of firefighting! This should not be

considered to reflect a lack of planning but

rather there was no road map to follow as

this type of initiative had not been

attempted anywhere else previously. Over

the past year however a greater sense of

calm has prevailed while we have been

consolidating our partnerships and

developing new innovations. It also has

Leading the Field in Wound Prevention & Treatment

3


een due in no small part to the effective working of the

management team and the arrival of our Chief Operating

Officer, Maureen Fallon, who has instilled a professionally

managed and efficient way of developing and executing

our work programme.

The last year has seen a successful number of new

schemes in operation, as WWIL broadens and expands its

portfolio of activities. Along with continued fruitful

partnerships with commercial partners, WWIL has

provided support to NHS partners in England and

developed links in the care home sector, thus

strengthening the triumvirate of academia/research,

NHS/patient care and industry collaboration. We have

been successful in helping to create new jobs in Wales to

the extent that we achieved our targets set by Welsh

Government for the end of our fourth year of operation

by the end of our second year of existence!

We have also published data on the causes, extent and

cost of wounds in Wales. Indeed, we are now in a position

where we have more solid and comprehensive data than

any published work from any other country in the world.

Our educational activities continue to expand, and this

year we welcomed many international visitors, keen to

experience our bespoke training programmes and to

replicate our learning elsewhere. Indeed, our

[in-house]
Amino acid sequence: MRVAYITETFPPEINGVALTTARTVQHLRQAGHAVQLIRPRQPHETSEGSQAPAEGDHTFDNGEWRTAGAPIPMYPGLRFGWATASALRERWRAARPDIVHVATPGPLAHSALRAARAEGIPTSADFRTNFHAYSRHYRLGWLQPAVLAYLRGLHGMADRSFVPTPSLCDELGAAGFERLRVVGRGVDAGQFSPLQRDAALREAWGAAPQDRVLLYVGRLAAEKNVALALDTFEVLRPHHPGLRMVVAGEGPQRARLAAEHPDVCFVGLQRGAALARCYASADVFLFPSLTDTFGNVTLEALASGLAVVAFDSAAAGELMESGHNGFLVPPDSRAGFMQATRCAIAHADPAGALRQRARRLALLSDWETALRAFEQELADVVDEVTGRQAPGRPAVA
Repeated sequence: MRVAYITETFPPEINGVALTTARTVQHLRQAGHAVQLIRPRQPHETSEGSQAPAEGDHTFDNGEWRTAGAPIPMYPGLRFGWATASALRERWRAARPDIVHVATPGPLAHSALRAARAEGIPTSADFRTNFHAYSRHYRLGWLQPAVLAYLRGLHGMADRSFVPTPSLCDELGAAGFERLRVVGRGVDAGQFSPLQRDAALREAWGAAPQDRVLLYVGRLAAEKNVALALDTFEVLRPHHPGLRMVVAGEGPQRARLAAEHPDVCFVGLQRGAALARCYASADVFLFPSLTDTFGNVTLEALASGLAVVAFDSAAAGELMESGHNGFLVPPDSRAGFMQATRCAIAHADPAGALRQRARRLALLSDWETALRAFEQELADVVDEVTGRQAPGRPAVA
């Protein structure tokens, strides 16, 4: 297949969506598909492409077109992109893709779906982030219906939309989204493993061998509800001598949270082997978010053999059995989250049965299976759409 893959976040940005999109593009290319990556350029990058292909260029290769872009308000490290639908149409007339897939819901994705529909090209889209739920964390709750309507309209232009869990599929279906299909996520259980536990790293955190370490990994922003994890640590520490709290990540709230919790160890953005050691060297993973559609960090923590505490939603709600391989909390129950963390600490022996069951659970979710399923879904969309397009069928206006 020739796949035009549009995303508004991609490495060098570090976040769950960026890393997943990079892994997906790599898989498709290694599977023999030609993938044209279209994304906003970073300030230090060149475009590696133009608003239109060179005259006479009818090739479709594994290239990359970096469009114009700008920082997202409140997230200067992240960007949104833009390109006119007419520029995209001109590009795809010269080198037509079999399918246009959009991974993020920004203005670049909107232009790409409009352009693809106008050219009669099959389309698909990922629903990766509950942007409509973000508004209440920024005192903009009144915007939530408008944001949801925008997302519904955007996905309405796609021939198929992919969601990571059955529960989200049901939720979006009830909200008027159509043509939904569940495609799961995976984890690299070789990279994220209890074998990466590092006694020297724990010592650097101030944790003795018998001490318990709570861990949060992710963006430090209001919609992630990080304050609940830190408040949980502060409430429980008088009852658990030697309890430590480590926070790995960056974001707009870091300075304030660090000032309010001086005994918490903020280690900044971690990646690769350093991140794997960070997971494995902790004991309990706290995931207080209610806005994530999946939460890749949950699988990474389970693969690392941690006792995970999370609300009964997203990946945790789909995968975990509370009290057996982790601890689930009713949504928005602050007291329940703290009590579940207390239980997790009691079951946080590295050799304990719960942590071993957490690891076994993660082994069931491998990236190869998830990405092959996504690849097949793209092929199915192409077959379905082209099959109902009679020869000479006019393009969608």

International visitors have come from countries as far

afield as America, Australia, Canada, China, Malaysia,

New Zealand and Singapore.

principality. This coupled with our role in working with

Welsh Government to create a National Wound Register,

driven by the recommendations of the Flynn report ‘In

Search of Accountability’, ensures we will have the most

accurate and comprehensive data set anywhere in the

world on the global health challenge that wounds

present.

WWIL is a not for profit organisation, our primary goal is

to make a difference for patients, ensure there is equity

of access for all patients in Wales and to contribute to the

health and wealth of Wales. The WWIL strategy is

ambitious, and rightly so. This model is now being looked

at by other countries in the world as more come to realise

the enormity of the challenge of wound healing. The

WWIL team is expanding, and has seen some changes this

year. However, I am grateful for the commitment and

dedication of everyone within the team, and our Board to

achieve our shared goals.

I am privileged to work with such a dedicated, committed

and passionate team and WWIL’s continued development

is testament to everyone in our fantastic bunch.

This report highlights some of the WWIL achievements

this year, and signals our intent for the future. As we gain

experience I become more convinced the model will work

and we will be able to make a difference to many patients

who currently struggle to receive 21st century standards

of care when they experience wound problems.

We have also developed a portfolio of educational tools

and excitingly we are in the process of exploiting these for

use within the NHS and Care Home sector in Wales; with

the opportunity to yield commercial value outside the

#1 in Prevention & Treatment

4


Who We Are and What We Do

The Welsh Wound Innovation Initiative Ltd (WWIL) is a

private company limited by guarantee and was

incorporated on 4 November 2013 with Cardiff University

as its sole member. To better reflect WWIL’s All-Wales

role, the membership was broadened in the latter part of

2016 to include an additional Higher Education Institute

(HEI), Swansea University and 1 NHS organisation; Cardiff

& Vale University Health Board, with the plan to

incorporate a fourth member later this year.

The Company is a non-profit distributing entity. It is

recognised that there are several stakeholders connected

to the company, including:

The Company is governed by the Board who in turn are

responsible for the stewardship of the Company and

oversight of the conduct of the business. The Board is

supported by an executive management team who are